Scorsese and screenwriter Wesley Strick hit most of the same story beats as J. Lee Thompson and James R. Webb had throughout the first and second acts. Cady still shadows the Bowden family all over town, still gets hassled by the cops whenever an excuse arises, still makes ribald comments about Sam’s wife and daughter. There are updated versions of the dog-poisoning incident, the brutal sexual assault on a girl Cady picks up at a bar, the visit Cady pays to the school attended by Bowden’s daughter. Bowden enlists the aid of first the cops, then a private detective, and finally a trio of dock-district thugs before finally being forced to go it alone against his tormentor. This Cape Fear shuffles the order of events considerably, however, and puts drastically different spins on a few key scenes. Cady’s bar pickup is now Lori Davis (Illeana Douglas, from Stir of Echoes), a legal assistant at Bowden’s firm who has a crush on Sam, and with whom he’s maybe a little friendlier than is good for his marriage. The ex-con’s attack on her is thus indirectly an attack on Sam, in a way that the old Cady’s mauling of Diane Taylor was not. Scorsese makes first contact between Max and Danielle not a stalking but a seduction, playing upon the universal assumption of post-60’s teenagers that they know better than their elders. Bowden now watches from hiding as his hired goons work Cady over, meaning that he nearly comes in for his own piece of the retaliation pie when the immensely strong and nearly pain-proof psycho proves more than a match for the whole squad. There’s also a completely new subplot about friction within the Bowden household. Danielle smokes pot, and spent most of the last semester on suspension for doing so on school property. Sam had an affair back in Atlanta, and all those old wounds are reopened when the maiming of Lori Davis brings her friendship with Sam to light on the home front. Leigh’s whole psyche is one seething tangle of resentments, ranging from the amply justified to the nearly delusional. Banding together to face the threat of Max Cady, in other words, is not this family’s instinctive first response.
Oddly, though, it’s the simple reordering of the various plot points that most alters the mood and meaning of the film as compared to its predecessor. The Max Cady played by Robert Mitchum and the Sam Bowden played by Gregory Peck were very evenly matched opponents, and I don’t mean that just in the sense that Peck, like Mitchum, was a big, able-bodied man who looked like he could handle himself in a fist fight. Both antagonists were cool, collected, careful individuals, and each time one of them pushed, the other pushed back with greater but precisely calibrated force. If Bowden spent most of the movie playing right into Cady’s hands, it was because Cady had devoted eight years to thinking about what such a rational, orderly-minded man would do when provoked in various ways. Mitchum’s Cady held the upper hand exactly as long as Bowden continued to do the rational, logical, sensible thing— because “rational,” “logical,” and “sensible” are all synonyms, in practice, for “predictable.” Sam started winning as soon as he stopped doing what “good sense” would dictate. Here, though, Bowden isn’t predictable to begin with. There’s no methodical escalation to the conflict— just Cady provoking and Bowden flailing desperately from one half-cocked reaction to the next. Crucially, the Bowden of the 90’s does not wait until all of his legal options are exhausted before he begins seriously considering extralegal alternatives. Nolte-Bowden resorts much earlier than Peck-Bowden to offering Cady a payoff, for example. When he raises the subject (tellingly, he raises it in terms of the same figures mentioned in 1962, which had lost a lot of their buying power over the intervening decades), Lieutenant Elgart (Mitchum himself, in one of three callbacks to the original Cape Fear cast) is still investigating pretexts on which the stalker might legally be run out of town. The current Bowden also has a peculiar relationship with private detective Claude Kersek (Joe Don Baker, from Joysticks and Mars Attacks!), whose recommendations he is forever second-guessing and whose actions on his behalf he is forever undermining. Bowden thinks before he acts only when planning and analysis are counterproductive to his cause, and the villain scarcely needs his vast physical superiority to ensure that he’s holding all the cards from the word go.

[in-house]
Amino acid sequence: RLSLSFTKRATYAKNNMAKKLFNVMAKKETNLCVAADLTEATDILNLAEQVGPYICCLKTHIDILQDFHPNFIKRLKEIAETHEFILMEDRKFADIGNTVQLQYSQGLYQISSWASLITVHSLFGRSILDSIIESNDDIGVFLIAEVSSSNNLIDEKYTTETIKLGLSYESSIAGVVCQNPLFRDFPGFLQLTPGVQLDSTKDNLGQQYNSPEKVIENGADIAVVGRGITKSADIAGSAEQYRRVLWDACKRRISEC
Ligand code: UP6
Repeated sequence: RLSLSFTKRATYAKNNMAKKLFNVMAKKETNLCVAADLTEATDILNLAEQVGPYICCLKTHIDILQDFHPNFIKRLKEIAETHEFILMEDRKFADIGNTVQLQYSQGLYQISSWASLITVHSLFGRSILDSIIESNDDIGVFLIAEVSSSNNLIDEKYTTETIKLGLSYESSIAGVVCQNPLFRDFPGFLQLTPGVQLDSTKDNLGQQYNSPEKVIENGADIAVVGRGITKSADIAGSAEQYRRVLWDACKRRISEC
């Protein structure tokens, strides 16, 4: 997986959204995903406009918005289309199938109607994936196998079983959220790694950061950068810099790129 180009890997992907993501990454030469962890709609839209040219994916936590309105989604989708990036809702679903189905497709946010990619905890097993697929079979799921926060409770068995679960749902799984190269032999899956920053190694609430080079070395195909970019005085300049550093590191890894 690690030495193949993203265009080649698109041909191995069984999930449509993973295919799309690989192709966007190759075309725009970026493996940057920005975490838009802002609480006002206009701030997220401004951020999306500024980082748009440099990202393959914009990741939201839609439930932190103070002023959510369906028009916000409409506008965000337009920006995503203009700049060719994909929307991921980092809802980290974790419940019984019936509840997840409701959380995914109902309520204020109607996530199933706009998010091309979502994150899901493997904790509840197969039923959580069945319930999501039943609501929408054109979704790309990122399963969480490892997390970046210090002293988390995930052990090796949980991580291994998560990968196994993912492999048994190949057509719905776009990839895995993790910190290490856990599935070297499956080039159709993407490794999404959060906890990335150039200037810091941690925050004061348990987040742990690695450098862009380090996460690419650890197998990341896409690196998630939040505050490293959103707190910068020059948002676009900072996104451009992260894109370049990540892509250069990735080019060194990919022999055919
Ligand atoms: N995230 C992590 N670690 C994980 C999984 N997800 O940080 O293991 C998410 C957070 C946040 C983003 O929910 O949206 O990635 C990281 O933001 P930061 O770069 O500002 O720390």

That imbalance between the primary antagonists is part of what makes Scorsese’s Cape Fear so unsatisfying. His version of Bowden might as well be a counselor at Camp Crystal Lake even before the harried family retreats to their river-borne vacation houseboat, and Cady begins exhibiting a tiresome imperviousness to death. The more serious miscalculation, though, is the weakness of character that underlies Sam’s persistent dithering. The old Bowden was a man of principle, and the old Cape Fear more than anything was about how he faced a situation in which principle and expediency alike carried prices too high to pay. The new Bowden is a moral weakling whose principles turn tail and run at the first sign of trouble, whose conscience yammers incessantly, but can never compel. And furthermore, this movie begins with Sam already in the wrong. He violated his professional oath, he cheated on his wife, and he won’t even man up and admit that he’s got a female friend at the office. There’s no drama in forcing a man to compromise his ethics in order to protect his loved ones, when his ethics have never been anything but compromised in the first place.
Cape Fear is also way too heavy-handed not to annoy. An atmospheric night among the mangroves isn’t enough anymore; now the houseboat showdown has to take place in the midst of a thunderstorm-fueled cataract, with the fragile vessel careening out of control between half-submerged stumps and rocks like the focus of a pocket-sized 70’s disaster flick. It isn’t enough for Max Cady to be smart, tough, and ruthless; now he has to have dedicated his time in prison to becoming some sort of pseudo-Nietzschean superman, and he needs Harry Powell’s twisted religiosity and fondness for menacing tattoos (six times as many of them, too!) into the bargain. It isn’t enough for the ordeal a rape victim faces on the witness stand to be grimly invoked as a factor keeping Cady beyond the reach of the law; now it has to be the centerpiece of a soapbox moment that would do any Lifetime Channel original proud. And so on, and so forth, until Danielle’s lumpishly intoned “The… End” on the soundtrack right before the closing credits. What the fuck, Mr. Scorsese? Seriously— what the fuck?